“With the G.I.G.S. program as a tool for the management of installations,” said Brotman, “we are raising the bar for all such installations in the industry.”
PlayNetwork and its chosen installers worked as a team, with Sorensen visiting the Waterfront site many times to monitor the installation process. Bellesiles and Damrau had worked on a number of projects for PlayNetwork, but Waterfront was the first involving the various Tannoy products.
“There are 12 Tannoy CMS55s, 13 i-5AWs, and three CMS65s in the PlayNetwork system,” said Damrau . “The four CMS55s are above the length of the bar; five more plus the three CMS65s cover the main floor. Each zone has its own local attenuator. The private dining rooms [with two and one CMS55 each, respectively] also have their own local volume controls.”
The entry (two i-5AWs), the wrap-around deck with nine i-5AWs, the kitchen and the restrooms are the other Waterfront zones, all with local volume control.
“The piano has its own Beyer MPC65VB condenser mic,” said Damrau, “and Dahner has a toggle switch that he can throw either to turn on his mic or go to the PlayNetwork program. The system automatically fades, both ways.
Alhough local volume is available in the seven restaurant zones, volume settings, in general, remain constant throughout the day. On occasion, sound may be turned down or off for a function in one of the private dining areas or lowered on the deck area.
“Perhaps our greatest challenge,” said Sorensen, “was running a 4-conductor (2+2 shielded) 22-gauge wire from our wall-mounted Lowell rack toward a customized toggle switch, set delicately inside an elaborate pillar next to the grand piano.
“Placing a single-gang wall plate and toggle switch onto this beautiful pillar meant that our pre-wire measurements had to be precise. We also used great care in cutting a small hole into the copper when it was time to pull the wire through and mount the toggle switch plate.”
Damrau, regarding the ceiling loudspeakers, said, “With most ceiling-mounted speakers, essentially what you are dealing with is an infinite baffle space. Whatever ceiling space is above becomes the resonating cabinet space, but the Tannoy CMS product has its own, specifically designed enclosure. This loudspeaker produces a deep, rich bass and sounds very good at low volume as well as high volume. No need to cut back the bass. These speakers can handle it.”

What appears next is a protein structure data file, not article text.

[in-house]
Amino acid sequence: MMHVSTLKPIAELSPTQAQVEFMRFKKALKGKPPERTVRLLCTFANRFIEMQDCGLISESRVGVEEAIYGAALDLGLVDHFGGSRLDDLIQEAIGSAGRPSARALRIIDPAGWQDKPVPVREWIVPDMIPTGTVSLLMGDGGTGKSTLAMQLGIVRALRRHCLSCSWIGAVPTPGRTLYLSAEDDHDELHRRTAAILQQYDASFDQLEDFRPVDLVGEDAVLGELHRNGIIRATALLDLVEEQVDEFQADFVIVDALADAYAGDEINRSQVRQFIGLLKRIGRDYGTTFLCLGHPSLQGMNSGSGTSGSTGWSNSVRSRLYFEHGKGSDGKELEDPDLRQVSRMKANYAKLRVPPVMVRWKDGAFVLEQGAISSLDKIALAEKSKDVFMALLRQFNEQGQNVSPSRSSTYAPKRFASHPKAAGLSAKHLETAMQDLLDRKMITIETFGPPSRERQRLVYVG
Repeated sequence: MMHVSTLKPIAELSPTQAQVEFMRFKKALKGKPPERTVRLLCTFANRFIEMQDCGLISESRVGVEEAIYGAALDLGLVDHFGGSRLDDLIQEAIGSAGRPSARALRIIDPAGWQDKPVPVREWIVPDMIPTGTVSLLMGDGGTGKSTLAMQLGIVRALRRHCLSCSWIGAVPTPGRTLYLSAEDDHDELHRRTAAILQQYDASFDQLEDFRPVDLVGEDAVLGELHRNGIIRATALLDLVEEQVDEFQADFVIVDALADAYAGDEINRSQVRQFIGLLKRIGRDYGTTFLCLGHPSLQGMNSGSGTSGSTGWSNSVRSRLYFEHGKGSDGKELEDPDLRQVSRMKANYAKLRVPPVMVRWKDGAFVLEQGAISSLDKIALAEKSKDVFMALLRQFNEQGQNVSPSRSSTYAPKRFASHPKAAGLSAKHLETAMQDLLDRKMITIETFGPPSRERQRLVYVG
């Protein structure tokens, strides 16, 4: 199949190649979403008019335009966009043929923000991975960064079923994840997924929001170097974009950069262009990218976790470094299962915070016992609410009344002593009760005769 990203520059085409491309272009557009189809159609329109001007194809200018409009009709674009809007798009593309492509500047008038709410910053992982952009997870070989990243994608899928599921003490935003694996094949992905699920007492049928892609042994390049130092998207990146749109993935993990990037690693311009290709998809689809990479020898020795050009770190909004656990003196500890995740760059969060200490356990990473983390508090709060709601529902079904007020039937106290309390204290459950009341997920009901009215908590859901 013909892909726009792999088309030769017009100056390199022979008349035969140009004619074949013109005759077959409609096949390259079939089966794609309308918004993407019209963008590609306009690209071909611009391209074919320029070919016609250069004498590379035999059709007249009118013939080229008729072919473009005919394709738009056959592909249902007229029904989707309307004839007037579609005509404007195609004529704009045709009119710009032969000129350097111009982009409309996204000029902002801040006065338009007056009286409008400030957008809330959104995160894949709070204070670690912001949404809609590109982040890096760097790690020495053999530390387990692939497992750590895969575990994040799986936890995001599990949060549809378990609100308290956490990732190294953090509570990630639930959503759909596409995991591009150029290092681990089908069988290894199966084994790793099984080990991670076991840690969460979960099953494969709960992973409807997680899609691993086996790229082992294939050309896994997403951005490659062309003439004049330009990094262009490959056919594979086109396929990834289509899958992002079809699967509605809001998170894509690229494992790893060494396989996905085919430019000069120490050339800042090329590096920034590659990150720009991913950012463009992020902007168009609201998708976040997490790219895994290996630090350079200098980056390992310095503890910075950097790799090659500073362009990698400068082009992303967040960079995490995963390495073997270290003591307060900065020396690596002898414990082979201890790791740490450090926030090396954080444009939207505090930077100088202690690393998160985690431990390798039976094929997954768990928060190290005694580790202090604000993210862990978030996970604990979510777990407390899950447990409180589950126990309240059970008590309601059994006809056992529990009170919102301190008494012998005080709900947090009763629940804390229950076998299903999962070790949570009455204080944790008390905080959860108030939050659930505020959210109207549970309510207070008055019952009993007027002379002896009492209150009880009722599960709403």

PlayNetwork-Tannoy allianceThe Waterfront Pier 70 installation is the first completed of a number of new and ongoing installs, the result of a strategic alliance formed last spring between PlayNetwork and TGI-Tannoy, NA. The agreement combines PlayNet-work’s on-premise customized music programming services with Tannoy’s loudspeaker technology to create music delivery systems designed specifically for the commercial music industry. The Tannoy alliance is in some ways an outgrowth of PlayNetwork’s original thinking regarding the delivery of their systems and services to the marketplace via the G.I.G.S. program.
“The Tannoy name is highly regarded in the studio market, in studio monitors and commercial sound applications as well as for home theater,” said Brotman. “That’s what attracted us to the company initially. Its ability to customize products to our specific needs, combined with the ability to private-label products with our own PlayNetwork logo, will play a much bigger part in our dealings with Tannoy as the relationship develops.
“We have deep roots in Seattle and its music community. We see PlayNetwork as the culmination of a long line of commercial music suppliers who have ties here. In fact, the pool of talent we’ve drawn on here to assemble our staff is a big selling point for us with our clients.”
PlayNetwork’s client list includes a number of multi-site businesses, but its technology and business model allows it to offer the same level service to one-location spots, such as Waterfront, efficiently and economically. By location, architectural design, cuisine, and ambiance, Waterfront announces that patrons should not expect the usual when dining out, but that is just fine with PlayNetwork, a company taking a fresh new approach to delivering business music systems and programming.